Path 4: Registry Collaboration image
Sarah Leugers
Chief Growth Officer, Gold Standard
Path 4: Registry Collaboration image
Toby Janson-Smith
Chief Program Development and Innovation Officer, Verra
Path 4: Registry Collaboration image
Craig Ebert
President, Climate Action Reserve
16:05 - 16:20
Keynote Remarks
16:20 - 17:35
Plenary: The Role of Global Standards and Ensuring a High Integrity VCM
Plenary: The Role of Global Standards and Ensuring a High Integrity VCM image
Alexia Kelly, Moderator
Managing Director, Carbon Policy and Markets Initiative (CPMI), High Tide Foundation
Plenary: The Role of Global Standards and Ensuring a High Integrity VCM image
Annette Nazareth
Chair, Integrity Council for the Voluntary Carbon Market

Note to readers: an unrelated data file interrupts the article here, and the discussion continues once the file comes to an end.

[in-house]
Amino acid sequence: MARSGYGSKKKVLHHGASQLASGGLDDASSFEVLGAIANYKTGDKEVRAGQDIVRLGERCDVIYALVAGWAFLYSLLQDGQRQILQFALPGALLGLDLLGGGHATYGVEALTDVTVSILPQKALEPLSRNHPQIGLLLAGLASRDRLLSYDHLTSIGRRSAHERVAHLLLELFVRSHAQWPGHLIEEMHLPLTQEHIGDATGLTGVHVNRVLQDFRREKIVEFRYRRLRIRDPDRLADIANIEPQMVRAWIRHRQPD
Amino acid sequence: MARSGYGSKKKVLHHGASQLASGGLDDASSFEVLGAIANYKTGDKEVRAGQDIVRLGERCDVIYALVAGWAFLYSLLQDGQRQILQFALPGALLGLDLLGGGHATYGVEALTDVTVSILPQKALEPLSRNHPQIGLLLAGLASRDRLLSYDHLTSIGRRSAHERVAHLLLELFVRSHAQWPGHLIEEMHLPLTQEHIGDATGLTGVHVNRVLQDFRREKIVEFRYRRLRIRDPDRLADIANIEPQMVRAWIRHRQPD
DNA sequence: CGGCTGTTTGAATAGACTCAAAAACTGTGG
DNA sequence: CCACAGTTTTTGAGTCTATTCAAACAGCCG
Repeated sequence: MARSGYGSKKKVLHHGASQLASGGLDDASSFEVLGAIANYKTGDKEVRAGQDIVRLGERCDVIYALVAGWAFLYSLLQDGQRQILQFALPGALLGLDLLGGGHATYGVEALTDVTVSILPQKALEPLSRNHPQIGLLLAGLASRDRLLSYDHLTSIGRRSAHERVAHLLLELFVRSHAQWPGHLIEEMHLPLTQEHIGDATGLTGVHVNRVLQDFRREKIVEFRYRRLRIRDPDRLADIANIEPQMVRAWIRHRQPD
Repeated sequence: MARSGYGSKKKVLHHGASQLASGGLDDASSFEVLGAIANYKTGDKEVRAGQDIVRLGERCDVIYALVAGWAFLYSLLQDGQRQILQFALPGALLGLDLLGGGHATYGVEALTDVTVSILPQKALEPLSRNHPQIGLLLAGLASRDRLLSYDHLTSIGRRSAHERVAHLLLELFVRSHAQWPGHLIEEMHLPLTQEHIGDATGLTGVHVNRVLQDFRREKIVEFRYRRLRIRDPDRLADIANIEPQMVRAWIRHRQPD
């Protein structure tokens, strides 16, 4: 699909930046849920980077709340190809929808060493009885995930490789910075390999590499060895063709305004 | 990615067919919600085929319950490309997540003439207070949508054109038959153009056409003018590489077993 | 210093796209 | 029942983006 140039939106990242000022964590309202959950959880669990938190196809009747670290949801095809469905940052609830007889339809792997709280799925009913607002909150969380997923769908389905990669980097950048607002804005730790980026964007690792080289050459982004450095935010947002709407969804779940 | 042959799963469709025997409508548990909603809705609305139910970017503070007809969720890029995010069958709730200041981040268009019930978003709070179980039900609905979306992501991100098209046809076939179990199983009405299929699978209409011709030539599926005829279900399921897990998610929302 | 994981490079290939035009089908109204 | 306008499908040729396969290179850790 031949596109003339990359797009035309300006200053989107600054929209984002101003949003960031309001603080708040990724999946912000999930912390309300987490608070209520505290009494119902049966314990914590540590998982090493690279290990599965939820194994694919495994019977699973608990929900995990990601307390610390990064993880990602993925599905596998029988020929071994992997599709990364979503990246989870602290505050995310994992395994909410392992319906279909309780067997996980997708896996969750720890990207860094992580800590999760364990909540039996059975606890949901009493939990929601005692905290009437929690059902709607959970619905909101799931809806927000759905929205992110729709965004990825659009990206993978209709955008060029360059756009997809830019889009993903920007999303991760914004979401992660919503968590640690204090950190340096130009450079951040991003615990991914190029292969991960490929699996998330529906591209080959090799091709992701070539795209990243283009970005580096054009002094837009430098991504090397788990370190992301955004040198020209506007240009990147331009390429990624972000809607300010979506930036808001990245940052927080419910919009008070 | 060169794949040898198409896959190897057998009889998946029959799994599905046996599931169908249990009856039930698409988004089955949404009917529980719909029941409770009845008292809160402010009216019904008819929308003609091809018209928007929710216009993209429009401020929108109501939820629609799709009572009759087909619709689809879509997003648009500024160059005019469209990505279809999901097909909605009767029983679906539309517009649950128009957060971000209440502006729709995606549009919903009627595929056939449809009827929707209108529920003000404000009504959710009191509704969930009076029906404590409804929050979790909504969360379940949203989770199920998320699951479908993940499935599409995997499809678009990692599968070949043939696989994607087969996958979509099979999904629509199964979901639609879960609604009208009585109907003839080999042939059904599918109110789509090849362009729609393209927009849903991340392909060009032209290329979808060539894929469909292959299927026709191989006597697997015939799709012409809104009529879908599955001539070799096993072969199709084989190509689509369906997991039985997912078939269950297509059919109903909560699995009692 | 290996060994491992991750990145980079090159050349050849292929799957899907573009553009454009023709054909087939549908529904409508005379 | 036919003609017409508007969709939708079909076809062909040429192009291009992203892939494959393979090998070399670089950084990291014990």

17:35 - 18:35
NACW Carbon Community Reception
08:00 - 09:00
Breakfast Discussions
09:00 - 09:05
Welcome
09:05 - 09:30
Keynote Remarks – Dr. Ram Ramanathan, Scripps Institution of Oceanography
Keynote Remarks – Dr. Ram Ramanathan, Scripps Institution of Oceanography image
Veerabharan (Ram) Ramanathan
Distinguished professor (emeritus) of climate sustainability, Scripps Institution of Oceanography
09:30 - 10:30
Plenary: A Look Back at COP28
10:30 - 11:00
Networking Break
11:00 - 12:00
Breakout Sessions
Path 1: Status and Development of LATAM Markets image
Path 1: Status and Development of LATAM Markets

Path 1: Markets and Finance